In my non-wedding life (which is most of it, thankfully), I'm very involved in policy and government affairs. My degree was in political science and I spent a lot of time studying the roots of violent ethnic conflicts and civil war, with particular emphasis on the way political rhetoric, economic despair, and demagoguery have played integral roles in some of the world's worst human tragedies. With this as my background, I've watched - horrified and seemingly helpless - as our economy and hopes have crumbled and as dangerous political rhetoric has provided false hopes and a twisted focus for legitimate rage. I watched in horror as the media and politicians twisted a community center development at the site of an old Burlington Coat Factory into an outlet for islamaphobic and racist fears, twisting the memory of Ground Zero into xenophbic fever, screaming at innocent black bystanders and stabbing New York cab drivers for being muslim.
Disagreements - even fierce disagreements - should be an aspect of public discourse and political life. But what I've seen in the last few years is worse and uglier. And today, my worst fears have been realized. So please forgive me as this blog veers off from the wedding-and-life-story category today. But I just wanted to take a moment to mourn for the victims' families and make a public plea for a shift in what we as a society have come to accept from our political leaders and media. Feel free to turn away now if politics aren't your thing.
Congresswoman Gabrielle Giffords, an Arizona Democrat, was shot today. Point-blank, in the head, at an informal meet-her-constituents event at a supermarket. After a gunman walked right up to her and shot, he continued shooting with his semi-automatic rifle. Another six people were killed and eighteen wounded. At the moment, the congresswoman seems to be in stable but critical condition, with the bullet passing through her brain.
This assassination attempt would be bad enough in normal circumstances. (Yes, assassination. That's what we call political murders.) But it turns out that Rep. Giffords was on Sarah Palin's controversial "crosshairs" site http://www.takebackthe20.com on which she placed literal targets on representatives who voted for the healthcare bill. Palin introduced the website on her twitter account by announcing "Don't Retreat - Instead RELOAD." This sort of violent language was taken up in Republican and Tea Party campaigns and discussions across the country, including by Giffords' main opponent, Jesse Kelly, who used similar language. Kelly's campaign held an event called "Get on Target for Victory in November." Description: "Help remove Gabrielle Giffords from office. Shoot a fully automatic M16 with Jesse Kelly."
Both Palin and Kelly have already scrubbed their websites (though google cache lives forever). Palin's website is down and she has issued a statement about her prayers for Giffords. Even if the real-world result of their incitements to violence isn't directly their fault, they both had the guilt/insight to suddenly recognize that such words are in entirely poor taste (to say the least), despite the outpouring on Palin's facebook page from supporters who are upset about fingers getting pointed at an obviously innocent Palin.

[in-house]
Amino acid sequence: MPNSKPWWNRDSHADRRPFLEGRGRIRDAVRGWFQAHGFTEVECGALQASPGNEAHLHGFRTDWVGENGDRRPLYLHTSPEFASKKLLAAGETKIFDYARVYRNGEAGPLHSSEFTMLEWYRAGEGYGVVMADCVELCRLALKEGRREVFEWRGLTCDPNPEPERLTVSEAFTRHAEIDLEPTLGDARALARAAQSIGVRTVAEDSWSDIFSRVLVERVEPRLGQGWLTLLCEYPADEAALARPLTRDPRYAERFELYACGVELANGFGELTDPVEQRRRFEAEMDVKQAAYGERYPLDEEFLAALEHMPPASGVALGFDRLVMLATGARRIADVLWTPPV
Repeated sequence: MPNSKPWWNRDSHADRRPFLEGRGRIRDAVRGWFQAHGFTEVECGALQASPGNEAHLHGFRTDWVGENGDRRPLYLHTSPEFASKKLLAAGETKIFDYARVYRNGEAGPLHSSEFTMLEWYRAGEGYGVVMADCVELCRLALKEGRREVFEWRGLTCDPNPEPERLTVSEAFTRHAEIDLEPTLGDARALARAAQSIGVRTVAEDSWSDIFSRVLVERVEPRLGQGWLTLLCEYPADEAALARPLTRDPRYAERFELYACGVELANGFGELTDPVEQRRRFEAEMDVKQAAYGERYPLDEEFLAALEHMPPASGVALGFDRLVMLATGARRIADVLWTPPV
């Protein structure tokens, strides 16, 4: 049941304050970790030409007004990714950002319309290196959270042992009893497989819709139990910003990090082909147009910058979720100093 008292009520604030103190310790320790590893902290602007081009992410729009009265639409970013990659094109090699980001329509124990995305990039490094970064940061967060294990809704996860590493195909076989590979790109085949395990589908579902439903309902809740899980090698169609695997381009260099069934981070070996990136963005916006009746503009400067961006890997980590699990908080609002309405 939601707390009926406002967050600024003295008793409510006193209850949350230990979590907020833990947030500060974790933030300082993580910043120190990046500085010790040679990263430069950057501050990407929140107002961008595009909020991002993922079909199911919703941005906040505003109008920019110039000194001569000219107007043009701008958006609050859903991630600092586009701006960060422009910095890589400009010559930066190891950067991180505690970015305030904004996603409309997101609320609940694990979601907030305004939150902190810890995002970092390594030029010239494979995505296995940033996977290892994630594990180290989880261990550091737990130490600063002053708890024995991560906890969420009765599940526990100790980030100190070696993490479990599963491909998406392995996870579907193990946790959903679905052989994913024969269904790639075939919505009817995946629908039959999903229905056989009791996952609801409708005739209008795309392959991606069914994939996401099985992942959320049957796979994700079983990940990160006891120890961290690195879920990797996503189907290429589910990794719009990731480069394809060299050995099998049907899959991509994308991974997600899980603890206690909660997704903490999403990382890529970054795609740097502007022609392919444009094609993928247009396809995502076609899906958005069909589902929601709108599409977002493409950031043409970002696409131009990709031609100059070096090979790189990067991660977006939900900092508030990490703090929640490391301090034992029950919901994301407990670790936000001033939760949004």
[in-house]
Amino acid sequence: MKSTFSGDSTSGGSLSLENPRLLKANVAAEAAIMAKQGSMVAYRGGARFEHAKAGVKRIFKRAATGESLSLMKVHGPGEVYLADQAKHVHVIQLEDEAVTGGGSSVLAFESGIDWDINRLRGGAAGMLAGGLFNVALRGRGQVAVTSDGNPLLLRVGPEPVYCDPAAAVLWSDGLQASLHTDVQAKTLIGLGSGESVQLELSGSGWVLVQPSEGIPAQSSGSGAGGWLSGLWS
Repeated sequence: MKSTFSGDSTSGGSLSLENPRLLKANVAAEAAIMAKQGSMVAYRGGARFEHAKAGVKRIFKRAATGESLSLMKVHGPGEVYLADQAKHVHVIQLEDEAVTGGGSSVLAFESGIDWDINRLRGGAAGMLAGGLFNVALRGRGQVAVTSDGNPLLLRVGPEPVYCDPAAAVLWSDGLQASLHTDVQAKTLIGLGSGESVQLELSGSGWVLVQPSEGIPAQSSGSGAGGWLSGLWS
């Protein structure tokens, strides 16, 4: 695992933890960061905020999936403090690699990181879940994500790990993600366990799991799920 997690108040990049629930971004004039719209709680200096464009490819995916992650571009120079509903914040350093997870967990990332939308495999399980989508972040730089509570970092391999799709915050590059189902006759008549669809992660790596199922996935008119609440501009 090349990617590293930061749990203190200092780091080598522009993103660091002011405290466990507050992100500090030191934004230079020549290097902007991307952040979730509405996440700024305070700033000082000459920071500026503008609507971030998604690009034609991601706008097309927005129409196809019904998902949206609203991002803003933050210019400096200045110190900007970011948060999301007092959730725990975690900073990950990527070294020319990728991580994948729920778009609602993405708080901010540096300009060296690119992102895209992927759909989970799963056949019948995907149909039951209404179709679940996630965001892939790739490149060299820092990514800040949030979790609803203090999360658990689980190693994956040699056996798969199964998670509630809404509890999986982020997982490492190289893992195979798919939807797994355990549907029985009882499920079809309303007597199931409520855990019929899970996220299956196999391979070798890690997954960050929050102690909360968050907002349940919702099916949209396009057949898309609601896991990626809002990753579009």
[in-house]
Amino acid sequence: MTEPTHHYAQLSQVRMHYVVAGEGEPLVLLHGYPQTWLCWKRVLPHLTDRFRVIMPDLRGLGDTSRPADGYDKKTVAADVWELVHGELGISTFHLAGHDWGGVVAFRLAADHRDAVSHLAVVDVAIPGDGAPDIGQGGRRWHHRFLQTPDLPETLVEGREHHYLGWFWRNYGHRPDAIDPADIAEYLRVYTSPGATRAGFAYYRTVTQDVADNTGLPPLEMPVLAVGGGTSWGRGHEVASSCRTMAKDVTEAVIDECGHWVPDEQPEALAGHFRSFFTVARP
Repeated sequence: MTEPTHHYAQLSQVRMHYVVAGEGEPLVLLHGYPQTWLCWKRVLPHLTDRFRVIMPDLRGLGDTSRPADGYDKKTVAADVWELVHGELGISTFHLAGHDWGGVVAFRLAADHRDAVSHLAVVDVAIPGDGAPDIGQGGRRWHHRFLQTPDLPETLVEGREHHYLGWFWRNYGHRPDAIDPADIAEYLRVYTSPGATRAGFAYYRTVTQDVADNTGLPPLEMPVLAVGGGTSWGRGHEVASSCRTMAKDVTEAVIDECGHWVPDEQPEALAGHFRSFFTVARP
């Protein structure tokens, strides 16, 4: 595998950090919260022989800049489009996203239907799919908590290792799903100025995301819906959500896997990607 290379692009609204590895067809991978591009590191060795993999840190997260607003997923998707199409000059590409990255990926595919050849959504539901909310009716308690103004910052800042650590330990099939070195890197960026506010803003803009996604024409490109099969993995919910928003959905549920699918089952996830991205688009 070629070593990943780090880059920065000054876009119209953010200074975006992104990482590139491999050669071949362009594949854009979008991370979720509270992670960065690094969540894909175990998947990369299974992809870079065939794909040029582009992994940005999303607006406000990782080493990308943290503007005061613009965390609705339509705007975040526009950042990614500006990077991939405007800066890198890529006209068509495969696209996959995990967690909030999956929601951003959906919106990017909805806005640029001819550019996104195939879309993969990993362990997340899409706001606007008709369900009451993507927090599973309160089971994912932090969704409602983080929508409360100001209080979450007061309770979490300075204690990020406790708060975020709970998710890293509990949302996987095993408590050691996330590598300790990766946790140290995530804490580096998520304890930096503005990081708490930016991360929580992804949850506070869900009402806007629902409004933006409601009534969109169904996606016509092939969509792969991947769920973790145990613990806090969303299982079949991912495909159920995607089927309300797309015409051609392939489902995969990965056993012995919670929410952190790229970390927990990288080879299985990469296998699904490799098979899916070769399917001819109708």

Unfortunately, these defensive politicians and their supporters are right. It's not Sarah Palin's crosshair chart's fault that a clearly disturbed person (whose motivations we don't yet know) tried to assassinate a congressperson. We can't point to a single statement about M16s or reloading and say "that's it! that's what set the assassin off!"
But we can point to many Republican's and stridently partisan media's willful use of violent rhetoric to incite political fealty and destroy any semblance of civil society. Their combined, unrelenting, violent, and divisive, rhetoric has taken standard political disagreements into a culture war that they are actively arming. This is the sort of hateful rhetoric that sparked violence in Rwanda. This is the sort of hateful rhetoric that sparked cultural acceptance of Hitler's genocide. There's enough historical precedent to show that violent rhetoric and troubled economies lead directly to real violence. Regardless of the background of this one lone shooter, this shift in public discourse has created some level of public acceptance for rage-filled rallies, disgusting dehumanizing language, and violent incidents.
We can't let politicians and talking heads hide behind the bullshit flimsy excuse that words aren't a real call to violence. Because when speech after speech riles people up with incitements to shoot, kill, and destroy, the sum of these words played a part in this. Their hands are bloody, even if I can't pin it to a single statement and even if murder wasn't your direct intent.
And if the Democratic leadership doesn't finally stand up to denounce this as an assassination and to finally call out mainstream Republicans' language as a disgusting, flimsy cover for hatred, fear and violence, then we're all lost. There was a time when disagreement could be principled. There was a time when we could debate and agree to disagree, even on serious issues and seriously held beliefs. But when we use imagery to instill fear in order to derive fierce political support, we're stirring a dangerous pot that's starting to boil over now.
Fucking politicians. Both the bastards who found this acceptable in the first place and the spineless wimps who allowed it to continue in search of some bipartisan bullshit. We all need to stand up to hateful and violent language, regardless of our political beliefs.
Please excuse my language and the topic today. But murder is too much. I wanted to say something back when the cab driver was stabbed, but I didn't think a wedding blog was the place. Oh well. This is my blog, and I'm done worrying what people will think or whether this fits with the purported topic of this site. Some things are too important.